Tuesday 7 May 2019

1433. ๐Ÿ‡ฌ๐Ÿ‡ง Another Rash Of Royal Birth Stamps?

  It’s a fact little stated that most people tend to find other people’s children to be far less charming or interesting than the parents themselves do. In Britain, middle class professionals seem to be particularly unaware of this fact and let their children rampage noisily around cafes and restaurants and other public spaces regardless of the presence of other people who may rapidly develop a dislike for their progeny. Here in Britain too we have the problem that the fertile Royal Family is adding to its ranks on a regular basis and The Press seems to believe that we are at all interested. The further down the line of succession a child is placed when it is born the more the clamour about the event.
  Postal administrations and philatelic agencies too seem to believe that every new royal infant that makes its first appearance on the steps of the Lindo Wing of St Mary’s Hospital in London in the arms of whichever royal couple has produced it should be featured, almost instantly, on a potentially profitable new (postage) stamp. Now we have the birth of yet another royal infant, this time a son to the Duke and Duchess of Sussex, who offers postal administrations an additional potential philatelic financial windfall since the child is half-American and therefore any stamp depicting it may sell particularly well in the very large and wealthy country which kicked out the British royal family as long ago as 1776.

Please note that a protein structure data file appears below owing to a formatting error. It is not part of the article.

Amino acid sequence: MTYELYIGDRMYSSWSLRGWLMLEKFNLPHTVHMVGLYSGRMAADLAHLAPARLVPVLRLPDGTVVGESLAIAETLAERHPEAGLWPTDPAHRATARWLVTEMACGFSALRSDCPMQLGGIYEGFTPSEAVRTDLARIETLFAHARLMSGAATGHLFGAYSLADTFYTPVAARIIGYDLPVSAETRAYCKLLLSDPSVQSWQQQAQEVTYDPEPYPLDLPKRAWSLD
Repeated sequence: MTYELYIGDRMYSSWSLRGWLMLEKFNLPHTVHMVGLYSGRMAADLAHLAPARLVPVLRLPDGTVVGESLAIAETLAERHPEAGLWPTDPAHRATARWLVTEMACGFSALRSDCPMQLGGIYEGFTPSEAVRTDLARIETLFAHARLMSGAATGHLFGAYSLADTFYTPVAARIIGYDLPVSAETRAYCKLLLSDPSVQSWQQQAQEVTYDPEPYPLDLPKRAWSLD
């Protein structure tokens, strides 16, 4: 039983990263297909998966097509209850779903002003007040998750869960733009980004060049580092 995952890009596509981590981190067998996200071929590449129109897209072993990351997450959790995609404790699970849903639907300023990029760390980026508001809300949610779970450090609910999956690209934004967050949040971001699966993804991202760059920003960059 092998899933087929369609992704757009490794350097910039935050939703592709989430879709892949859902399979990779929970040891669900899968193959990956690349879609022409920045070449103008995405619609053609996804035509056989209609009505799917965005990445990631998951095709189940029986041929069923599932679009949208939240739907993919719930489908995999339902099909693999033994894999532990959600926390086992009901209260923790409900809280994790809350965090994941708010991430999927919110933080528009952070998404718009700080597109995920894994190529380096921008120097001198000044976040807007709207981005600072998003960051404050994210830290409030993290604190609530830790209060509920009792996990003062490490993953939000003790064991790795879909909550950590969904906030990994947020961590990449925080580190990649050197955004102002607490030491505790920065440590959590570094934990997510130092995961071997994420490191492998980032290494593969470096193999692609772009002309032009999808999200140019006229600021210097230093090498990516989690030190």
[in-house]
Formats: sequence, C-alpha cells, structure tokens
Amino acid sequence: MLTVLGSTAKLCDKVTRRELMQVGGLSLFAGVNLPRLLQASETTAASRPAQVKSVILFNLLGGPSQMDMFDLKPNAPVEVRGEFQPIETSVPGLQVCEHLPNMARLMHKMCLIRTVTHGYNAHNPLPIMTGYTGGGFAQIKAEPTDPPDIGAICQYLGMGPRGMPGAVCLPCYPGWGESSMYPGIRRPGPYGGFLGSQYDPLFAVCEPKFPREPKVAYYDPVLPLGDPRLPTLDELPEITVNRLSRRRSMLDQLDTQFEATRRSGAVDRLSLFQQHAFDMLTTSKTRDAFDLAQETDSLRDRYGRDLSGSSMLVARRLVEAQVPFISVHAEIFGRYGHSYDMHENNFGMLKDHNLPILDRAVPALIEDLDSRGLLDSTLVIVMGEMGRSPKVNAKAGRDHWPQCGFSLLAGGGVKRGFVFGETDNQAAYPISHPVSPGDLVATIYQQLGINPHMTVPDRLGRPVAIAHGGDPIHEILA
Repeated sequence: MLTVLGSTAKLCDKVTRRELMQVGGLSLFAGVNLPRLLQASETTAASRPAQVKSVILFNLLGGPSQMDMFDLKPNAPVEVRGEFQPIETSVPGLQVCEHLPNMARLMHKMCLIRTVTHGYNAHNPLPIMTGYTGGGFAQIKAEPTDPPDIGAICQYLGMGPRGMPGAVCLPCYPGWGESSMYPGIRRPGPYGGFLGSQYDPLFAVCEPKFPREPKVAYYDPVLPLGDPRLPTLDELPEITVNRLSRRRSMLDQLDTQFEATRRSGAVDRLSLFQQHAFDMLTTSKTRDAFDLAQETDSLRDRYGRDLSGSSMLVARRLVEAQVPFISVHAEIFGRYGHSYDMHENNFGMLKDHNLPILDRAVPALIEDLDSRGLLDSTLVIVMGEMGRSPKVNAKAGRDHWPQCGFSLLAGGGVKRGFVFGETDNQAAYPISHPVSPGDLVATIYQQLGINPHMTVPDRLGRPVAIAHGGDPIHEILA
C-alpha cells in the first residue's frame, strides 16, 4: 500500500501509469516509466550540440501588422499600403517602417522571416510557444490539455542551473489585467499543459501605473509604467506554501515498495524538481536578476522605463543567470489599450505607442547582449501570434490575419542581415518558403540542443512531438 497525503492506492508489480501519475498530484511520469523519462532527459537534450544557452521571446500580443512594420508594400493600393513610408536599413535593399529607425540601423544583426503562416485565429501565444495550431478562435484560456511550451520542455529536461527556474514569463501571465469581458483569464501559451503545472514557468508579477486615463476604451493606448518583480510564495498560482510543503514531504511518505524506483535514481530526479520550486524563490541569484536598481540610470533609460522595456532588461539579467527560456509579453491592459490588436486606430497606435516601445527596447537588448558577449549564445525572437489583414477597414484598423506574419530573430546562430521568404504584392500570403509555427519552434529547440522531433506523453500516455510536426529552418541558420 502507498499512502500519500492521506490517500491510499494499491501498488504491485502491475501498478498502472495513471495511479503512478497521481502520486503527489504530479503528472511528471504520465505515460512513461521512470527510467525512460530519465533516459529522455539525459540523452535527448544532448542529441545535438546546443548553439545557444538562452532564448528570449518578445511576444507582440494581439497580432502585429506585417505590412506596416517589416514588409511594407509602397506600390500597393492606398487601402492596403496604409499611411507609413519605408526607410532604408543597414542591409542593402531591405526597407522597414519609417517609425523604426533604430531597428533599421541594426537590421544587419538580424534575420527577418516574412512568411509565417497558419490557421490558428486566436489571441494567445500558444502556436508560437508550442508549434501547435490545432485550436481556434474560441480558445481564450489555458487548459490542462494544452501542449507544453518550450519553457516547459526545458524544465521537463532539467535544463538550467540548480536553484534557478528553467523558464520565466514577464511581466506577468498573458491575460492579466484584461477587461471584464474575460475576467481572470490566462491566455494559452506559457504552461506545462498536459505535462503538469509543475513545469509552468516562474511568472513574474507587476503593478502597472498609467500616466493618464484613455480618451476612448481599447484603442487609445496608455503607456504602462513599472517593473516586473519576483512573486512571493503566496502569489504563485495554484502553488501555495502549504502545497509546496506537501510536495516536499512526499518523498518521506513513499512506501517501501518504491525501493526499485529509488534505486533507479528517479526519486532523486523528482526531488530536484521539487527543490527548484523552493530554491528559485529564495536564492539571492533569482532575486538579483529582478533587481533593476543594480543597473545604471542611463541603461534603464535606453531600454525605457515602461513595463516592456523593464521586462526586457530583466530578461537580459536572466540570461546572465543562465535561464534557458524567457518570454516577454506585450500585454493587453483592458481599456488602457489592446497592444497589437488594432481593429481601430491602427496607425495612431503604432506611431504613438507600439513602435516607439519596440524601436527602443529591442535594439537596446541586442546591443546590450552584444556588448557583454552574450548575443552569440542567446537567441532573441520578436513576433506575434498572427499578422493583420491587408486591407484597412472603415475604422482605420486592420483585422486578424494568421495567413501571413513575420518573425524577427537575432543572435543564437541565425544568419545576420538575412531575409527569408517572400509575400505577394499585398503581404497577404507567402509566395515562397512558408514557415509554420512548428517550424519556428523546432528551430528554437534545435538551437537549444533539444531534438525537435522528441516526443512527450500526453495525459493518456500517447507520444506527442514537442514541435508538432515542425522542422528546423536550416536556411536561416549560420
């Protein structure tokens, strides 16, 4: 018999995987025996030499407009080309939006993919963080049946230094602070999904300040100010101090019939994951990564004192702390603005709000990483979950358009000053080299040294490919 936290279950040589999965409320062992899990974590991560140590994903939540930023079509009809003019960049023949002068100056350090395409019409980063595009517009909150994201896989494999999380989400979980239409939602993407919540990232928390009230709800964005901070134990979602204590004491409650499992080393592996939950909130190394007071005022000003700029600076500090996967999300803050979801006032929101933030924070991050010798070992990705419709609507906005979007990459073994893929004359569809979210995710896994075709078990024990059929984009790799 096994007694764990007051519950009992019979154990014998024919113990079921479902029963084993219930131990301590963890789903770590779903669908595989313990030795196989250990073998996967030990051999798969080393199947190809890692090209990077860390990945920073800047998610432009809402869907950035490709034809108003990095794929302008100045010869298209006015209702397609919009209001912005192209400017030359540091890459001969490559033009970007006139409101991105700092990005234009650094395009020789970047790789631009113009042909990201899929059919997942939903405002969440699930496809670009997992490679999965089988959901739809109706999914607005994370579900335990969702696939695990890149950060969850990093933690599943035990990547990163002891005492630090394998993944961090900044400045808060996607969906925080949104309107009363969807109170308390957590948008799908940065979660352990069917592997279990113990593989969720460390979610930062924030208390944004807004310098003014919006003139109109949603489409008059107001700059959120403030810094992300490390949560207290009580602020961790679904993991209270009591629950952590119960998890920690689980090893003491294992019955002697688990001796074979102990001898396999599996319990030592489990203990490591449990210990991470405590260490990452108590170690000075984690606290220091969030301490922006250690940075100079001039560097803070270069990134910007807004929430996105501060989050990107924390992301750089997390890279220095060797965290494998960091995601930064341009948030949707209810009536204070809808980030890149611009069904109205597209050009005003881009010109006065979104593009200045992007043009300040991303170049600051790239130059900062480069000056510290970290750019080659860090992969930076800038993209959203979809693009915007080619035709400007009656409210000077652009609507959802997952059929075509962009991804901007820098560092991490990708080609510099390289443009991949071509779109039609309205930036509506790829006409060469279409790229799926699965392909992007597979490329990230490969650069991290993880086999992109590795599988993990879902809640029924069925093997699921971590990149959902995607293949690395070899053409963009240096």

We await with baited breath the first announcements of new stamp issues to commemorate this latest royal birth. In recent years there have been so many depicting the various, and increasingly numerous, children of The Duke and Duchess of Cambridge, with Australia Post, always keen to make a fast buck, leading the charge. So here we go again. Which postal administrations or philatelic agencies will try to cash in on the latest royal birth?

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